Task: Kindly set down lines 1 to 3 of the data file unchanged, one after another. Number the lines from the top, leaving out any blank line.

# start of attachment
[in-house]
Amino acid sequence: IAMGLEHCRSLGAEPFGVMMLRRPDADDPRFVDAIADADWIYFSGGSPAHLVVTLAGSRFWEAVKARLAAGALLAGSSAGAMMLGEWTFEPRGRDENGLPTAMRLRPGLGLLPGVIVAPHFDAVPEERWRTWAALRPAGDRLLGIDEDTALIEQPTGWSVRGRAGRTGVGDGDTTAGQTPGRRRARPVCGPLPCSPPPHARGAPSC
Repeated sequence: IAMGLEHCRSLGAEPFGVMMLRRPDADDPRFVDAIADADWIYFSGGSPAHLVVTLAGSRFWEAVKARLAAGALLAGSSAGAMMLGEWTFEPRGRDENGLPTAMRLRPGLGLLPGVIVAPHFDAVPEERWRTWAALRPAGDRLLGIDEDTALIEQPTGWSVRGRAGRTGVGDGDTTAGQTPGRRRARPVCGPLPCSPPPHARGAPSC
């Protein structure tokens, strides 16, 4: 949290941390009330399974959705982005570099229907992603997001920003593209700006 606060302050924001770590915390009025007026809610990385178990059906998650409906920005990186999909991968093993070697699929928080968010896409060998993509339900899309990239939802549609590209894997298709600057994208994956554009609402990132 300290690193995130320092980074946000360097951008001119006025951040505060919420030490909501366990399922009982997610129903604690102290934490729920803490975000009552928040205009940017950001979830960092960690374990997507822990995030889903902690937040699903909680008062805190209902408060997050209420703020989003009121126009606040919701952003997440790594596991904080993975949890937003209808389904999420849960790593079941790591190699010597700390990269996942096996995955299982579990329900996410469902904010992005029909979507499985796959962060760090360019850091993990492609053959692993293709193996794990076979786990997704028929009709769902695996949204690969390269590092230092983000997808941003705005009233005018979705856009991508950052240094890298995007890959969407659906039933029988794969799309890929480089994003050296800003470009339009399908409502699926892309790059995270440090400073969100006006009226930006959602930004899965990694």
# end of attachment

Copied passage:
[in-house]
Amino acid sequence: IAMGLEHCRSLGAEPFGVMMLRRPDADDPRFVDAIADADWIYFSGGSPAHLVVTLAGSRFWEAVKARLAAGALLAGSSAGAMMLGEWTFEPRGRDENGLPTAMRLRPGLGLLPGVIVAPHFDAVPEERWRTWAALRPAGDRLLGIDEDTALIEQPTGWSVRGRAGRTGVGDGDTTAGQTPGRRRARPVCGPLPCSPPPHARGAPSC
Repeated sequence: IAMGLEHCRSLGAEPFGVMMLRRPDADDPRFVDAIADADWIYFSGGSPAHLVVTLAGSRFWEAVKARLAAGALLAGSSAGAMMLGEWTFEPRGRDENGLPTAMRLRPGLGLLPGVIVAPHFDAVPEERWRTWAALRPAGDRLLGIDEDTALIEQPTGWSVRGRAGRTGVGDGDTTAGQTPGRRRARPVCGPLPCSPPPHARGAPSC